What Antlers Are Made Of

Almost all hunters know about the speed of the antler growth cycle. It’s one of the most impressive displays in nature. Every year, members of the deer family go from antlerless in the early spring to a magnificent crown in the later summer. The headgear then becomes the focus of many clashes with rival males throughout the breeding season. After the rut ends and winter sets in, these animals shed their set of antlers almost as quickly as they grew them. Considering how fast the cycle goes, and just how durable antlers are during the peak of the mating season, it raises the question: Just what are deer antlers made from?

It turns out, there’s more to antlers than meets the eye, and there’s more to growing antlers than you may have previously realized. These involve the components that make up an antler, and what the animals need to consistently produce them.

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What is an Antler?

What Are Antlers Made Of

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Before we go further, we should differentiate between antlers and horns, because many people get them mixed up. It’s understandable, considering both are an extension of the skull and feature some of the same base materials. Horns are only found in members of the greater bovine or cow family. Animals such as bison, bighorn sheep, and pronghorn antelope are prime examples of creatures with horns. They grow continuously throughout the animal’s life. Things can get a little confusing with the pronghorns because they do shed the outer sheath of their horn every year, but these sheaths will be hollow inside. Antlers, by contrast, are solid except in rare cases where there’s something physically wrong with the animal.

Antlers are unique to the Cervidae family. Here in North America, that includes whitetails, mule deer, moose, caribou, and elk. Antlers are normally only grown by the male deer, except in rare circumstances. Female caribou are the only members of the deer family that consistently produce antlers.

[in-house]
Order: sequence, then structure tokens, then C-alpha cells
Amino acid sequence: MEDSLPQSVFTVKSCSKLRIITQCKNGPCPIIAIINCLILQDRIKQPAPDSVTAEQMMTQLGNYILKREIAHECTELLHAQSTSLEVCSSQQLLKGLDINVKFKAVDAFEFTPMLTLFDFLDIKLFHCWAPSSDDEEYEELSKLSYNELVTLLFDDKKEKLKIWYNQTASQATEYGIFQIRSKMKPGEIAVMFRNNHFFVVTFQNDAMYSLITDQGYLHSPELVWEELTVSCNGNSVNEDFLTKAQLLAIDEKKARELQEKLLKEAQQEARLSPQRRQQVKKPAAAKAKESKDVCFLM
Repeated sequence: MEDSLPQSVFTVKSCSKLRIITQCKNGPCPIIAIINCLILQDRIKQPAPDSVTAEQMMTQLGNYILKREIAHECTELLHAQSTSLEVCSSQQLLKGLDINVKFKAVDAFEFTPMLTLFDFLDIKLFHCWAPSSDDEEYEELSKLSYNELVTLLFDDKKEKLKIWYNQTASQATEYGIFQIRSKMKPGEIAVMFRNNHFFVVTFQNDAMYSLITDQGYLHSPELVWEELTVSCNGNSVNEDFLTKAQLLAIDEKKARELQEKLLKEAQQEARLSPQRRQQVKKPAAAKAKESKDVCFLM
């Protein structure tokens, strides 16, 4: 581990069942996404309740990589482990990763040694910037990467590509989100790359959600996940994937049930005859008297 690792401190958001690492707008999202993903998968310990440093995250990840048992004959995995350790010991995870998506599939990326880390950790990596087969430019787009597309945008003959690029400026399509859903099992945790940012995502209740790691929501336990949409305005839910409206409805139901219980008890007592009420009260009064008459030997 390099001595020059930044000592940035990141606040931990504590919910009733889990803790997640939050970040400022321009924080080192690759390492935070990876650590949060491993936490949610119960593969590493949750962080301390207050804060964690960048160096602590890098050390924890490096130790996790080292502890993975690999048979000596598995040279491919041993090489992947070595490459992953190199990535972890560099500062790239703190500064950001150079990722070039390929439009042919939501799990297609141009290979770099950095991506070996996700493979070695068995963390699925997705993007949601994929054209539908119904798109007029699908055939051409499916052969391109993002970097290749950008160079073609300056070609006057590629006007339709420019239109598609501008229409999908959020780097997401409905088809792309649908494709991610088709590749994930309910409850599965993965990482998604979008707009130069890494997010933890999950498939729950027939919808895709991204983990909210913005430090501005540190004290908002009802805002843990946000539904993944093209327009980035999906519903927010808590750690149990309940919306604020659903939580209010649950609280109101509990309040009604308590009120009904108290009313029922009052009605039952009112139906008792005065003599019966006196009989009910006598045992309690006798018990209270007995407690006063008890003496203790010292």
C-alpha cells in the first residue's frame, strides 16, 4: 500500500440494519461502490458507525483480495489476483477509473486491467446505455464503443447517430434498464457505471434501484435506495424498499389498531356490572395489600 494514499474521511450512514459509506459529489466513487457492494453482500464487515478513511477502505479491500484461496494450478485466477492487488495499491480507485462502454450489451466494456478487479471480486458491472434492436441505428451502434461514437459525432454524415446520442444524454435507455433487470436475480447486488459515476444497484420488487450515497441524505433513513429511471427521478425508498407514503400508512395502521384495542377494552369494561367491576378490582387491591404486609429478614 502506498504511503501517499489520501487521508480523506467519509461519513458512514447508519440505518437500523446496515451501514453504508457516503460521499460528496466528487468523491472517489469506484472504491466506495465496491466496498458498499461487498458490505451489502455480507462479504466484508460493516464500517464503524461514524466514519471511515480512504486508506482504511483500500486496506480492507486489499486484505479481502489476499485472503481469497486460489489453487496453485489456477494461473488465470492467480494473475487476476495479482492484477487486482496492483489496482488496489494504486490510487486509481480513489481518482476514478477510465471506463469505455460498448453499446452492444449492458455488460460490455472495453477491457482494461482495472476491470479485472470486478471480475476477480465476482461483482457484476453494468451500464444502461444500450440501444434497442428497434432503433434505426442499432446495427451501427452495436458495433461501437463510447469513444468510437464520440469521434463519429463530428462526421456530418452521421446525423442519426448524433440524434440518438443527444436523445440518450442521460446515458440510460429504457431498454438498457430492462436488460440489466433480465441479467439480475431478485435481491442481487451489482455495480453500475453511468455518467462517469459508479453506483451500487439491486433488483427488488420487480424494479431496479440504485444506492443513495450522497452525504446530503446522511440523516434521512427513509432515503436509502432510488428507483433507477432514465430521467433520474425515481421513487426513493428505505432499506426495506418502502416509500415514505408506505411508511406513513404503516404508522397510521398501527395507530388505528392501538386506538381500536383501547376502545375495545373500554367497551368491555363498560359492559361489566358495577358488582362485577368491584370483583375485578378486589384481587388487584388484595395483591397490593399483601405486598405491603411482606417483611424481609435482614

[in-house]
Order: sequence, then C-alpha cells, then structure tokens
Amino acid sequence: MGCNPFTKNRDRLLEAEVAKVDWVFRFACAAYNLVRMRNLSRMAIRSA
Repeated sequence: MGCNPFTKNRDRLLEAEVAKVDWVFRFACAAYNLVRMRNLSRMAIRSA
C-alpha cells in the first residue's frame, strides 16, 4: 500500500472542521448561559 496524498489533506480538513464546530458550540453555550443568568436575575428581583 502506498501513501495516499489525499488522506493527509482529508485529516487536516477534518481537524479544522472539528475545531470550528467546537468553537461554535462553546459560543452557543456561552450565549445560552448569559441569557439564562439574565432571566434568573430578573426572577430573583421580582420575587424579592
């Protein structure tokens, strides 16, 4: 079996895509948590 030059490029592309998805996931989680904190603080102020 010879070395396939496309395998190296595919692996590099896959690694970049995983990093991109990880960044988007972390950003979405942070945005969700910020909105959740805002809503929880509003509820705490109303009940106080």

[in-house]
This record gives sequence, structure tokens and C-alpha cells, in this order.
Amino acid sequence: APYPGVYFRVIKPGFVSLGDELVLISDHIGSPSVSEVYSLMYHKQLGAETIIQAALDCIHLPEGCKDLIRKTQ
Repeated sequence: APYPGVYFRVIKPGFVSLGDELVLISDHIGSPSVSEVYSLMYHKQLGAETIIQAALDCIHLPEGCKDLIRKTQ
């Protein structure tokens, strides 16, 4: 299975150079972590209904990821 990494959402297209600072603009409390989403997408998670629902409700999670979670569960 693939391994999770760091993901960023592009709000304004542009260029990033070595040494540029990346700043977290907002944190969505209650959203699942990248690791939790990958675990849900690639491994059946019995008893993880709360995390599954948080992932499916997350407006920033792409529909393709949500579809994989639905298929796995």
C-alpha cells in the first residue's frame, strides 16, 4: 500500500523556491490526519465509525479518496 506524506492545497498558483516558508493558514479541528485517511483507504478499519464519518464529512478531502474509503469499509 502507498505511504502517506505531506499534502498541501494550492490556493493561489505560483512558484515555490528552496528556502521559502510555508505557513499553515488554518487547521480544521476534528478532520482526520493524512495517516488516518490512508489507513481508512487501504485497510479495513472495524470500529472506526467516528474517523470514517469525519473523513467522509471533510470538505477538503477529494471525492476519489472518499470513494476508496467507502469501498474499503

In any case, these animals produce a new set of antlers every year. At the end of the year, the antler naturally detaches from the animal’s skull to the ground, and the animal starts growing a new set. Simply put, horns are permanent, and antlers are temporary.

The Composition of Antlers

What Are Deer Antlers Made Of

Travis Smola

While many different cervids grow drastically different styles of antler, their basic molecular breakdown and way they are produced are identical. The antlers themselves sprout from specialized bases on the animal’s skull called pedicles. At their core, antlers are made of pure bone, the fastest-growing bones on Earth. Technically, that means they are still organs of the animal’s body, but they have become mineralized and rigid. All the usual things you’d expect to find in a bony core are here: calcium, cartilage, collagen fibers, and calcium phosphates. The minerals are the reason that mice, squirrels, and other creatures gnaw on shed antlers. The cast-away bones become a great nutritional supplement during the hardest parts of winter for a plethora of other creatures.

Once hardened, the exterior of the antlers is covered with an extremely hard keratin sheath to help protect the bone and give it strength. Keratin is a fibrous protein produced by many animals. It’s the same stuff that makes up hair and human fingernails.